Every general manager in the league should have the Edmonton Oilers’ Ken Holland on speed dial ahead of the Expansion Draft. The Oilers face an exposure predicament following Ryan Nugent-Hopkins’ contract extension. Edmonton can’t go with the 8/1 protection plan to keep all of their forwards, so 7/3/1 it is. This is where other GMs need to step in to… help.

Teams would be smart to try and ‘help’ Edmonton by taking the next two years of the injured Oscar Klefbom’s contract, leaving the Oilers to protect the younger – and much cheaper – Caleb Jones. His shoulder injuries are a risk, but with seven forwards protected Klefbom is a likely Kraken target. In theory, he will be ready for the 2021-22 season, but could Edmonton get something for him now? Let another team take that risk. His trade value isn’t great, but any return is better than nothing. Unless, of course, they wanted to take the risk and move the possibly more valuable Jones.

James Tubb

Tampa Bay Lightning

The time has come to pay the piper. The Tampa Bay Lightning‘s cap crunch isn’t going to fix itself without some outgoings and this goes even beyond the scope of the Kraken expansion draft. For no matter who Ron Francis picks from the Lightning, they will still be right at the cap ceiling with only 18 players signed.

Put simply, Tampa needs to shed cap via trade. Their ideal option is offloading Tyler Johnson‘s cumbersome contract on someone. But that should incur a significant draft cost for an overpaid middle-six forward. So will, for example, the Detroit Red Wings, Ottawa Senators, or New Jersey Devils go hunting for a first-rounder in 2022 plus more in exchange for taking on Johnson’s 5 million dollars? A potentially fatal problem with this plan is that Johnson has a modified no-trade clause of 11 undesirable destinations.

Meanwhile, the Lightning is primed to expose Yanni Gourde, Ondrej Palat and Alex Killorn in expansion. Getting one of those guys at a potential discount (something is better than nothing) would be a no-brainer for a team on the cusp with cap space. Again, all of them have some form of no-trade clause, making the equation a bit more complicated.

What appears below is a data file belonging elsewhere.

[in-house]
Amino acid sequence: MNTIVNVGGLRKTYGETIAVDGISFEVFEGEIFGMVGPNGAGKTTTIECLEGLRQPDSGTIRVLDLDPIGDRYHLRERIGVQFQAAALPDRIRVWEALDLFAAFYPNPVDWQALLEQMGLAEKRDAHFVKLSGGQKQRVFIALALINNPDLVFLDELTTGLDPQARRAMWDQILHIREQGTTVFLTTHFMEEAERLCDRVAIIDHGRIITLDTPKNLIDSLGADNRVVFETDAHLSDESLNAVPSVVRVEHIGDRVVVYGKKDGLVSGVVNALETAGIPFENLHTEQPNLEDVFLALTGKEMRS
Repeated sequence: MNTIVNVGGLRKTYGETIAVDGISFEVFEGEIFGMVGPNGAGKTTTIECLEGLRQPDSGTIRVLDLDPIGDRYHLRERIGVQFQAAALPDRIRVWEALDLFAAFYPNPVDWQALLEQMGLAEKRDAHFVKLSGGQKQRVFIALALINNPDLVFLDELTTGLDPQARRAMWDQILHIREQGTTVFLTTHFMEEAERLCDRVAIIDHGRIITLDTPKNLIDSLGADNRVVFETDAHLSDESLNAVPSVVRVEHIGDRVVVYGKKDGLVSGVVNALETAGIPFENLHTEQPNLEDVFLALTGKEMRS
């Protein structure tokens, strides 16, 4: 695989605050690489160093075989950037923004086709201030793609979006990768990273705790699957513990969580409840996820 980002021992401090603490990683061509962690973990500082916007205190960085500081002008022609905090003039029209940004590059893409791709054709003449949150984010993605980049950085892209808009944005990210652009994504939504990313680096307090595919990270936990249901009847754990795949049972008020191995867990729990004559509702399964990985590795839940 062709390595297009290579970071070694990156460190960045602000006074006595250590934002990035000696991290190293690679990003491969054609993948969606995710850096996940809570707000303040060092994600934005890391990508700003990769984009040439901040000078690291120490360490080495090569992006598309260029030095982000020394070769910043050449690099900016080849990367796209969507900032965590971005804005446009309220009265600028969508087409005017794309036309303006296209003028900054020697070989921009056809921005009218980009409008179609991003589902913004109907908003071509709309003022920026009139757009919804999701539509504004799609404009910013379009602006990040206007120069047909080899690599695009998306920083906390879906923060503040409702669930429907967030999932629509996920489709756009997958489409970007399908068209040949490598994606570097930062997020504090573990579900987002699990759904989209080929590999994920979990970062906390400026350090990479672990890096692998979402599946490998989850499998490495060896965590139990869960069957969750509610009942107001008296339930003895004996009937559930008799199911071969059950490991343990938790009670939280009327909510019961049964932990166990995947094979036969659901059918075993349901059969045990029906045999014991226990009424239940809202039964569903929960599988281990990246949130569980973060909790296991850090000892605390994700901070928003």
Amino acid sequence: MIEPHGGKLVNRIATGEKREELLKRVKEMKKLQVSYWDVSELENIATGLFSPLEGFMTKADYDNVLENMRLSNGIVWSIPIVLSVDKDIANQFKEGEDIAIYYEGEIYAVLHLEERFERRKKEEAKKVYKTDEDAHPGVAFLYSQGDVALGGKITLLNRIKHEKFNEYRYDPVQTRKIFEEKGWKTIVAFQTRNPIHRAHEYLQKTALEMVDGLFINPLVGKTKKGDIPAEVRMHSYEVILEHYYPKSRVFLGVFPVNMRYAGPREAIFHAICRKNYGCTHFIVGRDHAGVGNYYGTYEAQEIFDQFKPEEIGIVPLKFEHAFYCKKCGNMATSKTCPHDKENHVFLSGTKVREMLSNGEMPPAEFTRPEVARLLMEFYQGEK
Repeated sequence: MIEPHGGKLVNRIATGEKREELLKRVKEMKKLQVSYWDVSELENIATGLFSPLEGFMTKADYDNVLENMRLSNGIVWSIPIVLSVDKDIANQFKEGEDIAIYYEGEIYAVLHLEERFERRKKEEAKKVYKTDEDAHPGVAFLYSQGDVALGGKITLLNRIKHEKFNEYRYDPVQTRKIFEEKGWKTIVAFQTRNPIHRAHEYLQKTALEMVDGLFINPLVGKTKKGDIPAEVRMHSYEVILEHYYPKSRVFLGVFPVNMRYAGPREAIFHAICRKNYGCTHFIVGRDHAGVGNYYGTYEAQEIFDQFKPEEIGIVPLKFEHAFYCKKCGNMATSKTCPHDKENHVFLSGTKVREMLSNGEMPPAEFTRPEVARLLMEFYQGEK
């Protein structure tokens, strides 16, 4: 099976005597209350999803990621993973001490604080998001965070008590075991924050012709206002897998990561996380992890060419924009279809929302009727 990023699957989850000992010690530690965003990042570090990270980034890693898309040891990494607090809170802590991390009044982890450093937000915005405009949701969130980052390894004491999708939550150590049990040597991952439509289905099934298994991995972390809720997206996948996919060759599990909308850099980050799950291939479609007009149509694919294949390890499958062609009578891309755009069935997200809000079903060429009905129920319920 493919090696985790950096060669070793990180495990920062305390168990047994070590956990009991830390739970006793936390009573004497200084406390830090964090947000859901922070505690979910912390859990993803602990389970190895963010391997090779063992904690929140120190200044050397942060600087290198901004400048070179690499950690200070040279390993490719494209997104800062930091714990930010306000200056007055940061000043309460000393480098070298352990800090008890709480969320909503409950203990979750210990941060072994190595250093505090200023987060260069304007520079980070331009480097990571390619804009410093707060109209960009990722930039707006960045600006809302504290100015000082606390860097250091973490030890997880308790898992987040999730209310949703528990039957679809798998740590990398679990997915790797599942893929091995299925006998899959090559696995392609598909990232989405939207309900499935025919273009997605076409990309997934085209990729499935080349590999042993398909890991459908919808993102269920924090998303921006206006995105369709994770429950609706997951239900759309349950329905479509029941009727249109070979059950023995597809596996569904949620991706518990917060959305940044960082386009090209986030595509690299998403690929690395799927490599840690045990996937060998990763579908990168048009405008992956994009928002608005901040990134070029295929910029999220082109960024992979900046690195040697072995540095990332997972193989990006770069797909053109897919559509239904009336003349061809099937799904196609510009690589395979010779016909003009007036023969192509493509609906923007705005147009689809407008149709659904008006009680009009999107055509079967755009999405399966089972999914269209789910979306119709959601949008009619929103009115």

Luke Flannigan

Carolina Hurricanes

The Carolina Hurricanes‘ fans must be having a great time. They have a solid core at both forward and defence, a rising star in goal, and young stars who… oh, right,… aren’t quite young enough to duck expansion. While they probably wouldn’t mind losing one of their exposed forwards, there is simply no way the team’s going with an 8/1 protection scheme. Carolina has five forwards they can’t afford to lose and one more with a No Move Clause. One of their blueliners is going – it’s just a matter of where.

Sure, they won’t budge on their Lady Byng Memorial Trophy winner, but how about the 5.25 million-dollar-man Brady Skjei? Or the 23-years young – but improving more slowly than hoped – rookie Jake Bean? The Hurricanes will still lose a decent player to Seattle, but at least they could protect another while getting paid for a third.

Minnesota Wild

Ah, those three little words free agent’s agents love to hear: No Move Clause. The Minnesota Wild has FIVE of them. Hard decisions are on the way, in more ways than one. The team did well to get Joel Eriksson Ek‘s name to a deal, but Kevin Fiala and Calder Memorial Trophy winner Kirill Kaprizov remain unsigned. Fiala has been a bargain that last two seasons and Kaprizov is their most exciting skater since Marian Gaborik. In short, they need money.

Add to that little conundrum the three big-time defencemen with NMCs having to be protected. If they go 7/3/1 that leaves two good defenders exposed. Going 8/1 protects one more, but at least three quite tempting forward options present themselves, and to more than the Seattle Kraken expansion team…

Yep, what Minnesota needs now is a friend. With a phone. And possibly some cap space.

Erin Butler